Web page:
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We have published a number of academic papers on the CIA's Rendition, Detention and Interrogation Programme. The following are all published open access, so click on the links below to access the full text:
Sam Raphael, Crofton Black, Ruth Blakeley, and Steve Kostas, ‘Tracking rendition aircraft as a way to understand CIA secret detention and torture in Europe’, The International Journal of Human Rights, 20(1), June 2015, pp.78-103. ISSN: 1364-2987 print/ 1744-053X online. DOI: 10.1080/13642987.2015.1044772.
Abstract: We examine how the tracking of rendition aircraft has provided a much fuller understanding of the CIA's rendition, detention and interrogation programme. In particular, we show how this illuminated the role played by European states. Through various investigative methods, new rendition aircraft were identified, significant amounts of flight data were gathered, and data on all known and suspected rendition flights were collated into one public, searchable database. We show that examining logistical elements of covert programmes can prove fruitful for security and human rights research. Furthermore, we demonstrate the benefits of close academic–practitioner collaboration in the field of human rights.
Ruth Blakeley and Sam Raphael, ‘British Torture in the “War on Terror”’, European Journal of International Relations, 23 (2), June 2017, pp.243-266. ISSN: 13540661 print/ 14603713 online. DOI: 10.1177/1354066116653455.
Abstract: Despite long-standing allegations of UK involvement in prisoner abuse during counterterrorism operations as part of the US-led ‘war on terror’, a consistent narrative emanating from British government officials is that Britain neither uses, condones nor facilitates torture or other cruel, inhuman or degrading treatment and punishment. We argue that such denials are untenable. We have established beyond reasonable doubt that Britain has been deeply involved in post-9/11 prisoner abuse, and we can now provide the most detailed account to date of the depth of this involvement. We argue that it is possible to identify a peculiarly British approach to torture in the ‘war on terror’, which is particularly well-suited to sustaining a narrative of denial. To explain the nature of UK involvement, we argue that it can be best understood within the context of how law and sovereign power have come to operate during the ‘war on terror’. We turn here to the work of Judith Butler, and explore the role of Britain as a ‘petty sovereign’, operating under the state of exception established by the US executive. UK authorities have not themselves suspended the rule of law so overtly; indeed, they have repeatedly insisted on their commitment to it. Nevertheless, they have been able to construct a rhetorical, legal and policy ‘scaffold’ that has enabled them to demonstrate at least procedural adherence to human rights norms while, at the same time, allowing UK officials to acquiesce in the arbitrary exercise of sovereignty over individuals who are denied any access to appropriate representation or redress in compliance with the rule of law.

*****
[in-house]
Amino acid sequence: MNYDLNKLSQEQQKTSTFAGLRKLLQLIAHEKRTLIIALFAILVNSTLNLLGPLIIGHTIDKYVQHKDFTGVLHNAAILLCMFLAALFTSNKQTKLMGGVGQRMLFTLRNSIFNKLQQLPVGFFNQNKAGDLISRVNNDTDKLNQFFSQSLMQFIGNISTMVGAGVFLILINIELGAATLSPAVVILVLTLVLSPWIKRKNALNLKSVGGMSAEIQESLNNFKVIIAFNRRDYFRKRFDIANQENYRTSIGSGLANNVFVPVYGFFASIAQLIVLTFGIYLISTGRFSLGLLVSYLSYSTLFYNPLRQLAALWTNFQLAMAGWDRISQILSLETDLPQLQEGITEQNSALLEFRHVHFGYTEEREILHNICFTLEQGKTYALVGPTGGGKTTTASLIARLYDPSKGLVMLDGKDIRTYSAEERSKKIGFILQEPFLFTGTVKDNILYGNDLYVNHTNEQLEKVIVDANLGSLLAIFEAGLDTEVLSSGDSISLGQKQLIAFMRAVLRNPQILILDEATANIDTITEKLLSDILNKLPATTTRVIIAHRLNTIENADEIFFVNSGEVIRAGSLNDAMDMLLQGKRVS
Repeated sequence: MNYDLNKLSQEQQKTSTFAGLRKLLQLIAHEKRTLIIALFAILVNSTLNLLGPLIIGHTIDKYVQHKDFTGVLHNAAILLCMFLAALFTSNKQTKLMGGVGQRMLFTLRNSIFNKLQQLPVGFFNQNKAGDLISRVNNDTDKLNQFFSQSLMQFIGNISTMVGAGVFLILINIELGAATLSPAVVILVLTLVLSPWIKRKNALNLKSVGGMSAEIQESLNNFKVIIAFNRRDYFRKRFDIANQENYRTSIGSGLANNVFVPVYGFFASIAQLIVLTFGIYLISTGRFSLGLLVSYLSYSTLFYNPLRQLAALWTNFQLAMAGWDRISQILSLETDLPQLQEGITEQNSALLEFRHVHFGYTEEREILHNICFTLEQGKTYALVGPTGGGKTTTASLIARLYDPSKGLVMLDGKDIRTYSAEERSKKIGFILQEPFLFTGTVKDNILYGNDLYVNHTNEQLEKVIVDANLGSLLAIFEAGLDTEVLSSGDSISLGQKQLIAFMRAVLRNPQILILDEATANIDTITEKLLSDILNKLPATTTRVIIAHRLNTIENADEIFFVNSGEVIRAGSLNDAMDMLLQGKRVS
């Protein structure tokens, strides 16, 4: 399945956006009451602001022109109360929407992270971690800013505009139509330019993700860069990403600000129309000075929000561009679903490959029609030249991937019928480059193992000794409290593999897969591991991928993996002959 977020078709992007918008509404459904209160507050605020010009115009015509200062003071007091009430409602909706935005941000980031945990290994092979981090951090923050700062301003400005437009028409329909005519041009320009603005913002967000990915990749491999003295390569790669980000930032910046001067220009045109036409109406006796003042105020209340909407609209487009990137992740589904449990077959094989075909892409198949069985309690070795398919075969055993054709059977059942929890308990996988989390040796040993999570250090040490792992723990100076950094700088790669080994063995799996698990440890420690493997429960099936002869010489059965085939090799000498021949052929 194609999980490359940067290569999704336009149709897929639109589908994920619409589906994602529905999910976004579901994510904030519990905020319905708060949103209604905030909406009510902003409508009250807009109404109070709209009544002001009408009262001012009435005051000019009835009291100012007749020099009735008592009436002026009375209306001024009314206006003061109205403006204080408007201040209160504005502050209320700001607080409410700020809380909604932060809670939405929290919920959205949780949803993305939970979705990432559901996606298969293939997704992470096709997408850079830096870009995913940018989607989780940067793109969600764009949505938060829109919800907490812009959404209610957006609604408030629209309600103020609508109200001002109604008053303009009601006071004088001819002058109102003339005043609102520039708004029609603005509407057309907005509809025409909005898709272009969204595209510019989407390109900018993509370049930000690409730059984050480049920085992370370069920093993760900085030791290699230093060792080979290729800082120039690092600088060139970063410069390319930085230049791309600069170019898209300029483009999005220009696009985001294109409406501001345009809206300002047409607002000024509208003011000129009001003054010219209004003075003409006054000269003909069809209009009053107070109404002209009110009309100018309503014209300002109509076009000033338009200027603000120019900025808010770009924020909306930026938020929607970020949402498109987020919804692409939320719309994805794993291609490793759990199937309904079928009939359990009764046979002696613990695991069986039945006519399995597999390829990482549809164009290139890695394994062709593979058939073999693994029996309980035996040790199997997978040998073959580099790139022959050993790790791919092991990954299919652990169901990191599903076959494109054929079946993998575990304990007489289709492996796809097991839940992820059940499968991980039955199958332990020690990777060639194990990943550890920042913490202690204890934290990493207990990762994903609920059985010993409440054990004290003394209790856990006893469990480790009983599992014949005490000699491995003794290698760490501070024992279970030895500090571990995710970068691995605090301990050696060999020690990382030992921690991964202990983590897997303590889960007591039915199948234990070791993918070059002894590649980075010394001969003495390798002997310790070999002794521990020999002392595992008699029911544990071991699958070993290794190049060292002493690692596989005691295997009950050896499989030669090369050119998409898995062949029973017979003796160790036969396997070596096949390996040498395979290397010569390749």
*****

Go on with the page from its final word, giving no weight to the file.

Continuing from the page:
Ruth Blakeley and Sam Raphael, ‘Conducting Effective Research into State Complicity in Human Rights Abuses’, Contemporary Social Sciences, DOI: 10.1080/2158204120171391406.